New build, workstation, for a friend, suggestions welcome

Discussion in 'Hardware Discussion & Support' started by Calliers, Apr 4, 2019.

  1. Calliers

    Calliers Just got off the hedonic treadmill... Staff Member

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    He isn't going to be gaming, but you know what? If I had a million bucks I'd buy all of you guys a PC. Seriously.

    Most of my friends are rich, don't know why. I'm like the poorest amongst all my friends, lol, all the rest of them are millionaires.

    Edit: come to think of it, I was just telling his wife how I envy her and him always flying around the world whenever they get tired of this place the other night, she is very modest, but yeah they do have mula.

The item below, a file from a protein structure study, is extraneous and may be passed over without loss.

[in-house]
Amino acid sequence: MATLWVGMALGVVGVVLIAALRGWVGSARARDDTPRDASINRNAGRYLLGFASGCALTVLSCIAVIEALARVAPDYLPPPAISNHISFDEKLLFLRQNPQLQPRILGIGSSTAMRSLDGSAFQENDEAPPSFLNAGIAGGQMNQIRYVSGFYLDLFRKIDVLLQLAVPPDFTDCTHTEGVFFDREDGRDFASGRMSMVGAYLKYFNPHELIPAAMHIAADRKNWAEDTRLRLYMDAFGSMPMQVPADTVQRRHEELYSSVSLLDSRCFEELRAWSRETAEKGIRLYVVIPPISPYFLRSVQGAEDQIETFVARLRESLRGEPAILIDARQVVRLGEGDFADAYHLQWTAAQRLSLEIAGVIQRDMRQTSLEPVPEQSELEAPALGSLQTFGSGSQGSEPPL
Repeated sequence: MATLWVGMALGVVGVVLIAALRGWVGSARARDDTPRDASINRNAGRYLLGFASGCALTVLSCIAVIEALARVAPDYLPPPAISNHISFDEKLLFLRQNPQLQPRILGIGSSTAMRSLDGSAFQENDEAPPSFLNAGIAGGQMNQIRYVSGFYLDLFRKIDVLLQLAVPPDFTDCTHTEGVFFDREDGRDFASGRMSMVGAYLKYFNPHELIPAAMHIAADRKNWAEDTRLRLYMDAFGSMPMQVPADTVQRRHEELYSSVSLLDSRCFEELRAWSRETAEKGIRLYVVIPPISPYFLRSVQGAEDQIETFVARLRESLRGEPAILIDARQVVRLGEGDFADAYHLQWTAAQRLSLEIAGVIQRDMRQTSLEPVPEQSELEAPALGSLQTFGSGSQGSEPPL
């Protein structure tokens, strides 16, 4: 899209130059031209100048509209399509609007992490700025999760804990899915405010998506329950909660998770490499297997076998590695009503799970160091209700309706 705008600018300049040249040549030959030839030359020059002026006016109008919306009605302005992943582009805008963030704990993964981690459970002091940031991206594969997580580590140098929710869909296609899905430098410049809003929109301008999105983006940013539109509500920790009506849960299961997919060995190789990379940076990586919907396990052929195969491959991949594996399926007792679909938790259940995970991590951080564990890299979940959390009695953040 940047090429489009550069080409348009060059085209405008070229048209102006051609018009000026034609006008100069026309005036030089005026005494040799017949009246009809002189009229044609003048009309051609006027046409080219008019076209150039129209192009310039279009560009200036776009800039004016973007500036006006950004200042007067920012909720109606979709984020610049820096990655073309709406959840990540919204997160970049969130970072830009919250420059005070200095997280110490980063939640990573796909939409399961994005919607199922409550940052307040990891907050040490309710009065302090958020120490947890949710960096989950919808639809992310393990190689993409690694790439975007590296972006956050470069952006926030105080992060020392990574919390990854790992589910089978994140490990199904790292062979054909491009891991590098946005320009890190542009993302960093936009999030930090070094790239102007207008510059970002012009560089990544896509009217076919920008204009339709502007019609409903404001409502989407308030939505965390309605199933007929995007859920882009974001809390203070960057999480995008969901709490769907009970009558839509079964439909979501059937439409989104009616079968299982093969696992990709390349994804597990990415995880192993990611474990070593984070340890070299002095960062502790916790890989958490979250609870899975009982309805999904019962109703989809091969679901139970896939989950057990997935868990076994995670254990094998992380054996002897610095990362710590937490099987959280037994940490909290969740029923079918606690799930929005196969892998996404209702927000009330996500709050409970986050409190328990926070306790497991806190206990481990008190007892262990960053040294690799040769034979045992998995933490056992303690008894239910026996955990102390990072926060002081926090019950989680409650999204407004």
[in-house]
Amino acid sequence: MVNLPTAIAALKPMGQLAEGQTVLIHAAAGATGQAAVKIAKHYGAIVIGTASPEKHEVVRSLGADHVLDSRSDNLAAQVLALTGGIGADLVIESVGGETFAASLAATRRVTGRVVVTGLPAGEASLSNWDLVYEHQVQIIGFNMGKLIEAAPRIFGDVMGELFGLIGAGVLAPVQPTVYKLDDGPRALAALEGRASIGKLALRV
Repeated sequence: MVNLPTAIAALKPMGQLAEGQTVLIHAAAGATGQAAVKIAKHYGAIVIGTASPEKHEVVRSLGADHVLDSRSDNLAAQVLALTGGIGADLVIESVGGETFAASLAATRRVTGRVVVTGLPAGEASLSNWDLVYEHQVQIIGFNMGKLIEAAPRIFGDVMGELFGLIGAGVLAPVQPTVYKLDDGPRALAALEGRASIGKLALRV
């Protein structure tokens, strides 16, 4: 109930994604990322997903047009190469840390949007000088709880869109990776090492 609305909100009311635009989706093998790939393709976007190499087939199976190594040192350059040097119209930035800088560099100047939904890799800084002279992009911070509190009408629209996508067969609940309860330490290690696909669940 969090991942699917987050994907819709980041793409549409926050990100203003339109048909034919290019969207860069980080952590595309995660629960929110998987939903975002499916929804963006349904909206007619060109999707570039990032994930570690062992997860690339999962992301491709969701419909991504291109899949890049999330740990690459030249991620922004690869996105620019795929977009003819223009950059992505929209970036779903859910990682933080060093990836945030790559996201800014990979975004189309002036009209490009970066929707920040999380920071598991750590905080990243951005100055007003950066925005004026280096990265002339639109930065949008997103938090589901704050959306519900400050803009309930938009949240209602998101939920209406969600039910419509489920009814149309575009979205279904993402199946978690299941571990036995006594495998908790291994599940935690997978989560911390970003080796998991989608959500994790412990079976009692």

Last edited: Apr 5, 2019
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  2. Tipstaff

    Tipstaff Well-Known Member

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    Not much to add to the built system above, so I'm going to go another route here.

    Have you thought about NOT building a machine, but going another route? Say, a business grade laptop with a docking station, or pre-built computer, along with 3 monitors for either setup?

    A laptop setup would be the more flexible setup. Say, a ThinkPad X1 Extreme for around $2,500, and throw in a ThinkPad Thunderbolt 3 Workstation USB Dock which would allow for up to 4 monitors (2 DP, 2 HDMI) for around $400 (there is also another one called the Hybrid that has the same amount of display ports, plus 2 USB-C/Thunderbolt ports if I recall).